Al Hamidy: AMF expects 7.6% inflation in Arab countries in 2022
The Director-General and Chairman of the Board of Directors of the Arab Monetary Fund, Dr. Abdulrahman bin Abdullah Al Hamidy , expected that the inflation rate in Arab countries would reach nearly 7.6% in 2022, declining to 7.1% in 2023. He also projected (GDP) growth rates to hover around 5.4%, driven by many factors, topped by relative improvement in global demand, high oil and gas growth rates, and the continuation of Arab governments to adopt stimulus packages to support economic recovery.
He said the main challenge facing regulatory and supervisory authorities in the Arab region, similar to many countries around the world, is to find the optimal mix of economic, monetary, and financial policies that can meet challenges without sacrificing long-term sustainable growth.
Economy Middle East conducted a wide-ranging interview with Dr. Al Hamidy on the economic, financial and social developments taking place in the world and their repercussions on Arab countries. Below are answers to our comprehensive questions.
The world has entered a state of uncertainty spurred on by current regional and global developments. IMF head Kristalina Georgieva described the economic scene as bleak. What are your expectations for the remainder of this year, in particular for Arab countries?
Developments in the global economy and the ongoing challenges related to food security, the rapid rise in commodity prices, fluctuations in global supply chains, and consequently the emergence of an inflationary wave, in addition to the repercussions of expansionary policies adopted by global central banks to confront the recession that accompanied the Covid-19 pandemic, have all prompted international institutions to re-evaluate the condition of the global economy and reduce their expectations, which they released in January 2022 regarding global economic growth for 2022.
Their recent expectations reflect this new state of uncertainty and the potential repercussions it will have in the future, and the possibility of stagflation taking place as was the case in the seventies of the last century.
As for Arab countries, in line with these developments in global inflation rates during the first half of 2022, an increase in the general level of prices is expected, affected by the aforementioned international developments, in addition to the impact of the high levels of domestic demand and the increase in consumption taxes, as well as the pass-through effect resulting from currency devaluation in some Arab countries.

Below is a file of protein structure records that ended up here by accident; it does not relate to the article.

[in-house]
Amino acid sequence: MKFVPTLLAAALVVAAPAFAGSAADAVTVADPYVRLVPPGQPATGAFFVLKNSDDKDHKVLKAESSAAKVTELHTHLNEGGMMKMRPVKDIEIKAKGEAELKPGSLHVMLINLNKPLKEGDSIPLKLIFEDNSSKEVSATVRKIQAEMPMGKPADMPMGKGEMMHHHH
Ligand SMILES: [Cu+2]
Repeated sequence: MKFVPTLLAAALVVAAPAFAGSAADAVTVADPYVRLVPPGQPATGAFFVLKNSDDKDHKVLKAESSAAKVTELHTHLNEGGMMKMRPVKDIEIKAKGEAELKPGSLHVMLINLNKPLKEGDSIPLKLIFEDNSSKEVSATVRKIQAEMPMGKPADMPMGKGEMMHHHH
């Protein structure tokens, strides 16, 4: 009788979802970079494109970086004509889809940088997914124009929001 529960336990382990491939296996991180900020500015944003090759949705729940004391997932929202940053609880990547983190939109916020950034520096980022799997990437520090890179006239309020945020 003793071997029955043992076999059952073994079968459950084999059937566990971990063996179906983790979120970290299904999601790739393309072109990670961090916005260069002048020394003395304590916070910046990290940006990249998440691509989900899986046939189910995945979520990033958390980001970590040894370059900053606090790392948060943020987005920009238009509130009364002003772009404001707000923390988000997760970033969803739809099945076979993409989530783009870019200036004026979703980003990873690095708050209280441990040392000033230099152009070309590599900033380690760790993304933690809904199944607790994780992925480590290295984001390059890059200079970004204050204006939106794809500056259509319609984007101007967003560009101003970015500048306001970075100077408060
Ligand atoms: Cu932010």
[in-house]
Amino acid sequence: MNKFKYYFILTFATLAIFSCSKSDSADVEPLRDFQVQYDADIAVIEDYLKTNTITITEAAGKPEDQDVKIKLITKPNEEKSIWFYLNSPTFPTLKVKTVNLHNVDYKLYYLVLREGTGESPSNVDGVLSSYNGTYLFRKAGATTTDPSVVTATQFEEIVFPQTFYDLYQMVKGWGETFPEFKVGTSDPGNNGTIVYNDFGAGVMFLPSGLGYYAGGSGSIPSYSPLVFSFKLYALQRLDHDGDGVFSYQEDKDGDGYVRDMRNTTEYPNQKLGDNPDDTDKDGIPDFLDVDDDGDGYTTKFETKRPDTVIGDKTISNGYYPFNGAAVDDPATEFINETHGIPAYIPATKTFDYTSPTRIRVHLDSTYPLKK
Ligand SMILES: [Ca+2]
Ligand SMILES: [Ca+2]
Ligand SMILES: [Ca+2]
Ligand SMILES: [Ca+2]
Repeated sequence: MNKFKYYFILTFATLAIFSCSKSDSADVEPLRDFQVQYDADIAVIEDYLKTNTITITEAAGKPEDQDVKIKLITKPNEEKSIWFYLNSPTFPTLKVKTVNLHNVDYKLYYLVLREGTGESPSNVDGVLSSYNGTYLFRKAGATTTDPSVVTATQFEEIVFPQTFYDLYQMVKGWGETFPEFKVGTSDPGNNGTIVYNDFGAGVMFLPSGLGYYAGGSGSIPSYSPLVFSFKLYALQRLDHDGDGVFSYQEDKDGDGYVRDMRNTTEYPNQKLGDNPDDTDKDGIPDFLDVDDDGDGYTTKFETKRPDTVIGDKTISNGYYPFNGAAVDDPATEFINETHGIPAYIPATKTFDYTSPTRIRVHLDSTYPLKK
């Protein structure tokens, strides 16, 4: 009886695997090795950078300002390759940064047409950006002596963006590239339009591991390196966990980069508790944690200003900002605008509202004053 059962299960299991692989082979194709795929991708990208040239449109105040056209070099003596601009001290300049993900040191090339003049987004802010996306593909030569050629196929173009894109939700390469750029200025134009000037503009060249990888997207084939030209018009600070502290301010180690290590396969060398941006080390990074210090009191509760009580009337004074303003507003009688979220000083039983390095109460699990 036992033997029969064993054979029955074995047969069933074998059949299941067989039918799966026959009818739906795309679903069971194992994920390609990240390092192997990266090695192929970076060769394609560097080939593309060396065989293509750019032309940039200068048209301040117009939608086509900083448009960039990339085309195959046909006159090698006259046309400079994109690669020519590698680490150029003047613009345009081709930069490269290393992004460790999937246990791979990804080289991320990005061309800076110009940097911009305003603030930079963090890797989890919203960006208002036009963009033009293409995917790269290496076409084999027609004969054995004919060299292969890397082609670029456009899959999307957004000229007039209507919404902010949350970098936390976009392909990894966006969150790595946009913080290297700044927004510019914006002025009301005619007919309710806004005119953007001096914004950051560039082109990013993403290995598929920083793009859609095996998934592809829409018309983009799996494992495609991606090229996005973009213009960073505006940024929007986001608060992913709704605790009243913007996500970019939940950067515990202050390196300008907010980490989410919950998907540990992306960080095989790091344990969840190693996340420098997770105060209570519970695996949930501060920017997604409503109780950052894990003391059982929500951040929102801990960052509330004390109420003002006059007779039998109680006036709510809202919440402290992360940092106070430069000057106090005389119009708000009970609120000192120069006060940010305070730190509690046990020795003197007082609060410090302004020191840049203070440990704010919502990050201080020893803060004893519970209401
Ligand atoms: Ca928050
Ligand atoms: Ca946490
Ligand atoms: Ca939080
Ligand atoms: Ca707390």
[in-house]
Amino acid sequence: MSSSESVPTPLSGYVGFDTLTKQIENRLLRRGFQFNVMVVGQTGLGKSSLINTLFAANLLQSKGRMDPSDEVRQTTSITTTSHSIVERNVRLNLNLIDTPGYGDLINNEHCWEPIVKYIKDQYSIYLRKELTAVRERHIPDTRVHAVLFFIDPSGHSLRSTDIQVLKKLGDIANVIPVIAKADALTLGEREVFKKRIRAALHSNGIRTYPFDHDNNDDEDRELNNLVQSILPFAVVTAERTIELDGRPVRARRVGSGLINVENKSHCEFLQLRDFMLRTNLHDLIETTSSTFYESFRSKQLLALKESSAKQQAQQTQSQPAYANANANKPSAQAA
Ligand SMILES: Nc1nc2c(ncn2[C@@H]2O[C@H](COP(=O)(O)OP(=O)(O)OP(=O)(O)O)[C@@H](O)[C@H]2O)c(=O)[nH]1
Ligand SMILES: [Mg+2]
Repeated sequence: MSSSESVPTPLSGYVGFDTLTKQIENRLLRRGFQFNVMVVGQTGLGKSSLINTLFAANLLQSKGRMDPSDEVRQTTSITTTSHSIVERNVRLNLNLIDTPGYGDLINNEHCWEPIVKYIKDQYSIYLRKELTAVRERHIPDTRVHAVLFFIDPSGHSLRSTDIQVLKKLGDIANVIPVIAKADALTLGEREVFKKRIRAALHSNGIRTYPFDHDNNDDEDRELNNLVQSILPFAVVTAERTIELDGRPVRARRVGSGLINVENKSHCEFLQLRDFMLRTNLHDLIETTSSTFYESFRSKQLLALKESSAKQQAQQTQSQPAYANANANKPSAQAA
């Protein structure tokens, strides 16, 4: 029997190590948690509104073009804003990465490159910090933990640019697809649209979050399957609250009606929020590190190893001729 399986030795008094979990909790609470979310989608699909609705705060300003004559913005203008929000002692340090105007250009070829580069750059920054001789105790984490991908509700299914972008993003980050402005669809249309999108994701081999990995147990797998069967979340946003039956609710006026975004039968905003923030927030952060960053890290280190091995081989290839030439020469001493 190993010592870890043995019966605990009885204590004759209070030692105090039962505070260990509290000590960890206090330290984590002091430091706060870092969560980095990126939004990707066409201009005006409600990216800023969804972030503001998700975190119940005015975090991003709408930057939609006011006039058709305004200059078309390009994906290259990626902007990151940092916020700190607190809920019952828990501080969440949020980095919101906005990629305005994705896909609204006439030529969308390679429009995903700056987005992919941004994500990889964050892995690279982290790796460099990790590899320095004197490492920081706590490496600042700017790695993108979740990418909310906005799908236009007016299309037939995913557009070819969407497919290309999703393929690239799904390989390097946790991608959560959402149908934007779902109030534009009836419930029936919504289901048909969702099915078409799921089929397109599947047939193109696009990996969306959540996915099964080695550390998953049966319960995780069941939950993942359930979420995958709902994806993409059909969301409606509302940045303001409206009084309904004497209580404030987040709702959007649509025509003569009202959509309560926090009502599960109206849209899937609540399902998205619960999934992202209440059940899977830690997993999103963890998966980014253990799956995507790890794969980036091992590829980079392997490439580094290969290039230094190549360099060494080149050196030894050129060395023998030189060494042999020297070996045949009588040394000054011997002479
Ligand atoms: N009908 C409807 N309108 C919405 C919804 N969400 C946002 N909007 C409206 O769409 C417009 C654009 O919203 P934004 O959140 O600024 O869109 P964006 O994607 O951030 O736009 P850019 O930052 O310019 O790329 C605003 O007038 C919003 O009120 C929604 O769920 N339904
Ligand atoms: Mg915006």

As such, according to the expectations of the Arab Monetary Fund, the inflation rate in Arab countries is expected to reach 7.6 percent in 2022, and decline to 7.1 percent in 2023. It is also expected that central banks will work to formulate tighter monetary policies to curb inflationary pressures that expansionary monetary policies left behind during the pandemic and which aimed at addressing the economic stagnation in that period, in addition to the rise in commodity prices as a result of the current global developments.
Therefore, the main challenge facing regulatory and supervisory authorities in Arab countries, as is the case in many countries of the world, is to find the optimal mix of economic, monetary, and financial policies to meet the challenges in the short and medium term without sacrificing long-term sustainable growth.
In light of the aforementioned conditions, what are the prospects for Arab countries’ economic growth during the current year and next?
The growth paths for Arab countries during 2022 and 2023 will be impacted by three main factors, including developments related to the continuation of work on financial arrangements and packages to contain the repercussions resulting from the pandemic, plus those resulting from the current global developments on Arab economies, in addition to the expected course of macroeconomic policies, especially monetary ones.
According to Arab Monetary Fund estimates, the growth rate of Arab economies is expected to rise in 2022 to about 5.4 percent, compared to the rate of 3.5 percent recorded in 2021, driven by many factors, foremost of which is the relative improvement in global demand levels, and high rates of global demand.
Add to that growth of the oil and gas sectors, the continuing adoption of stimulus packages, by Arab governments, to support economic recovery, in addition to the positive impact of implementing many economic reform programs and future visions and strategies aimed at enhancing levels of economic diversification, reforming business environments, encouraging the role of the private sector, supporting human capital, and increasing levels of economic resilience in the face of shocks.
The pace of economic growth is expected to decline in 2023 to record about 4 percent, in line with the decline in the global economic growth rate, the expected decline in commodity prices, and the impact of the gradual withdrawal from expansionary fiscal and monetary policies that support the aggregate demand side.